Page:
The Particular Finest

Presented by aurynn shaw

Tension in Gaming

So a game I’ve bought during Steam Sale that’s sucked up my time is Don’t Starve, an indie craft-o-matic roguelike sort of game with a strongly emergent set of mechanisms.

In a nutshell; you’re teleported to a hostile worldscape with only your wits and ability to assemble basic things. From those basic things, you can assemble bigger and better things, Minecraft or Terraria-esque. The key to the game is the name, Don’t Starve; in this environment you are expected to eat, craft, and defend yourself.

To this end, you’re left to your own devices in a remarkably huge world. Berries and carrots provide easy, immediate food, with more complex cuisine being the result of one’s crafting machinations. Farms allow a regular supply of food; a shovel allows one to transplant bushes and create an orchard.

I’m strongly reminded of NetHack, a game I have both loved and hated for over 20 years. It is unrepentantly hostile, yet full of amazing stories. The mechanics easy to learn, with a single misstep spelling disaster, and a good start making all the difference between an early death and a fighting chance at survival.

Subsistence is Hard

What this game really drives home is how hard subsistence living is. Time spent collecting necessary crafting resources is time not spent collecting food. Even once you’ve managed to create an orchard, not paying enough attention can result in a turkey infestation, costing precious berries.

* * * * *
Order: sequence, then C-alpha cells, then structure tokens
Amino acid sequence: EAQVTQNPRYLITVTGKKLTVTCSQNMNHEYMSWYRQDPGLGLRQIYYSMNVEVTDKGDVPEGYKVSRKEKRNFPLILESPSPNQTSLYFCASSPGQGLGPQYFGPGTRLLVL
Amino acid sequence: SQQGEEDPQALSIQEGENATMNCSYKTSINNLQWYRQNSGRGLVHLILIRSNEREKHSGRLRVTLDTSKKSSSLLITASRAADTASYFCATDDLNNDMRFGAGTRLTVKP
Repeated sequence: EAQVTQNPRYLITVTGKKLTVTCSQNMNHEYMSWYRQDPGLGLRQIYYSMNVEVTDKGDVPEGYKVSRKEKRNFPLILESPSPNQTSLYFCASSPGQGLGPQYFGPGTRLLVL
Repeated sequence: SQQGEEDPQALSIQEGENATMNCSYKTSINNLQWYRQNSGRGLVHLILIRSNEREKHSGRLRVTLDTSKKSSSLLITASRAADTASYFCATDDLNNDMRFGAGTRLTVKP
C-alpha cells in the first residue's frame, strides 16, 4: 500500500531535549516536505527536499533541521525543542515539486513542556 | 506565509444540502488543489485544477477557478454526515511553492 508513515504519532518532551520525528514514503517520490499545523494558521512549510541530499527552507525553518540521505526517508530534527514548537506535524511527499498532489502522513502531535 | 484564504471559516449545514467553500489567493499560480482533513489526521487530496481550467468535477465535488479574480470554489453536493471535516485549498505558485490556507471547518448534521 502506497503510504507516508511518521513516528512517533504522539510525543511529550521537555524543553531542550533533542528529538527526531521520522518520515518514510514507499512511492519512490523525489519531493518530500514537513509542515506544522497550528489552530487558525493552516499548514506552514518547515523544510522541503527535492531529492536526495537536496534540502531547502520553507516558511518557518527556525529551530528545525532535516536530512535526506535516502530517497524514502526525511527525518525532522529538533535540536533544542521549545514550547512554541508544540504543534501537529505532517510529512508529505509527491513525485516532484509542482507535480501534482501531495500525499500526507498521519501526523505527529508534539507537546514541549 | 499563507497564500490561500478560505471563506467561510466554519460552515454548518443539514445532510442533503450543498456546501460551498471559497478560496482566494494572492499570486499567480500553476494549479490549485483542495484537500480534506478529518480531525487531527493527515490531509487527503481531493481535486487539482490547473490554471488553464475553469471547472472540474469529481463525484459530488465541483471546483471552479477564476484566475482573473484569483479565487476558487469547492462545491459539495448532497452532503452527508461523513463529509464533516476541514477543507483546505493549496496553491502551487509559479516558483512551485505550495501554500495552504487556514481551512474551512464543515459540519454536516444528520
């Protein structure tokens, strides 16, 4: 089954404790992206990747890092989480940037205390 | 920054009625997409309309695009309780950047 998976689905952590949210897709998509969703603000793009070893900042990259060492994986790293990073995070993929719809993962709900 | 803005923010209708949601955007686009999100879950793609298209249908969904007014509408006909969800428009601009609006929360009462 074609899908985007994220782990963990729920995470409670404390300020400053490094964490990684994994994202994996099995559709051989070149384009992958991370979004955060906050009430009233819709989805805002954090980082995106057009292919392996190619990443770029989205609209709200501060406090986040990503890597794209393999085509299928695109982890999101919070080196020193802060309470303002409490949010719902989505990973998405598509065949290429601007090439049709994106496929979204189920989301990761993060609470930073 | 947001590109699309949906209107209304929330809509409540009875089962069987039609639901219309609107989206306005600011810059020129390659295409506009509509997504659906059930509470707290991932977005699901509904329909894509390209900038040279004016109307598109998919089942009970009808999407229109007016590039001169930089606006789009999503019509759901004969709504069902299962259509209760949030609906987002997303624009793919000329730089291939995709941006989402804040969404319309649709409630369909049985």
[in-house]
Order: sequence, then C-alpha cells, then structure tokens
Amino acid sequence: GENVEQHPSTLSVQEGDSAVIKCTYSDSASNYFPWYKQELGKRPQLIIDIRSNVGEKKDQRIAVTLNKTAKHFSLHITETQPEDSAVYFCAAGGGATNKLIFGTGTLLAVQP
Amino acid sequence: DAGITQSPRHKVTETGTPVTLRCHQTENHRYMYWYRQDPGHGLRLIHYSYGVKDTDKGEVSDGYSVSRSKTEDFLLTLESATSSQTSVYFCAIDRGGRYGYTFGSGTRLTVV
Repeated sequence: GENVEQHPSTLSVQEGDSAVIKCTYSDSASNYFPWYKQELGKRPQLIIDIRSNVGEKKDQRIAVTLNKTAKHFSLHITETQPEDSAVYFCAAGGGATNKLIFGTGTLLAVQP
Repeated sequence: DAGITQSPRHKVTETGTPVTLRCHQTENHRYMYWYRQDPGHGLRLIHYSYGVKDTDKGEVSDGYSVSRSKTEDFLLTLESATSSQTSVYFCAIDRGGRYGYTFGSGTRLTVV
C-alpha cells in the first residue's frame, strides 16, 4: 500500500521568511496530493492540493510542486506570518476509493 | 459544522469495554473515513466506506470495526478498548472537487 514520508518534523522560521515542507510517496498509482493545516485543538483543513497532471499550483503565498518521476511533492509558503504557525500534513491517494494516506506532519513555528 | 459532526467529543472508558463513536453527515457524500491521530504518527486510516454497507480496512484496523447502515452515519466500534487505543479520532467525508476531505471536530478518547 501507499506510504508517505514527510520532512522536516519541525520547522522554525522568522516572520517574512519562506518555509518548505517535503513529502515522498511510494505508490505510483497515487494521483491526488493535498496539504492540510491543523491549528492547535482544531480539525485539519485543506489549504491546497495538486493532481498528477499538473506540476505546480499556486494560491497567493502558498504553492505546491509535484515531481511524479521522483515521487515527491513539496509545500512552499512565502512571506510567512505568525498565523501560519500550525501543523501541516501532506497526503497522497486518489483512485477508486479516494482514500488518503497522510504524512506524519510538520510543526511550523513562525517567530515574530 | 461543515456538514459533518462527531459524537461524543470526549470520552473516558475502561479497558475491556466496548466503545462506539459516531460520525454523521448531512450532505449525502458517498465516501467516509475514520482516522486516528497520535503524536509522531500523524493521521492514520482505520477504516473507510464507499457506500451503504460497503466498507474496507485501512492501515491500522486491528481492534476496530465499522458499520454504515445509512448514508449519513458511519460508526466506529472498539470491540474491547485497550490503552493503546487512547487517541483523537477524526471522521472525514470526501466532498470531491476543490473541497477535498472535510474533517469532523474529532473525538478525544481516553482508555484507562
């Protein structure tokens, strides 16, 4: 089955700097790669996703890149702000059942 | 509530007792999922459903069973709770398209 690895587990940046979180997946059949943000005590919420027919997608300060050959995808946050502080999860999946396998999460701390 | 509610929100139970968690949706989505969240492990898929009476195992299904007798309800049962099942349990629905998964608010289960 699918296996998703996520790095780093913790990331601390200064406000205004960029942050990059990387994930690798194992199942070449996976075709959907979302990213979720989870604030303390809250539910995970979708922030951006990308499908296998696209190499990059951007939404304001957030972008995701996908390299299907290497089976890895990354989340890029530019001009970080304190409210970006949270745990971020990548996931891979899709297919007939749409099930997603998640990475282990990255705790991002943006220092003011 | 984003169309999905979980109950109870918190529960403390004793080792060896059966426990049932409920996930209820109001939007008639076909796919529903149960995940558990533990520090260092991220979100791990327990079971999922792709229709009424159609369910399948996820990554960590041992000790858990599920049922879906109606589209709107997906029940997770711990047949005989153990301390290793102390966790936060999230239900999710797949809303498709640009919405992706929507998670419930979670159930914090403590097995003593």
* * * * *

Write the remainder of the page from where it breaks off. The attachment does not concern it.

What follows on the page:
Without easy sources of manure, it’s impossible to set up farms. Trapping can easily exhaust your local supply of rabbits, and I haven’t yet figured out how to breed them. Finding enough to eat and foraging for craft supplies? This is hard work!

Winter looms as well, with its snows and unpleasant reminder of the hostility of the world, how soon there’ll be nothing left to eat.

Willingness to Try

For me, Don’t Starve falls into the same camp as Cart Life; it’s good, I want to keep playing it, but there’s an overwhelming anxiety when I try. I know my minion will starve, go insane, or both. I know that I’ll get eaten by wolves or stung to death by bees.

By the same token, I didn’t even make my court date to keep custody of my daughter in Cart Life. Instead, I was overwhelmed by customers and unable to do anything about it; I lost custody for a day’s take of $40.

These games are brutal in their responsiveness to choice, where making one choice always means you don’t make another, and those repercussions get felt. It’s going to get worse, and winning becomes about not losing for another day.

But it’s so full of emergence; when I’m lucky enough to catch the turkey stealing my berries, eating roast drumstick that evening. More harshly, when I misclick and attack my pig village and they (understandably!) retaliate, nearly killing me.

Winter will come, and when I left my farms were growing, allowing me to survive for another day. I won’t live to see winter, I suspect; I don’t know how to harvest bees and I’m injured from the pigs.

I don’t feel comfortable going back, I don’t feel safe trying to survive. I’m going to need an icebox; how do I get one? I’m going to need more food, more stable supplies.

Winning is not dying for another day.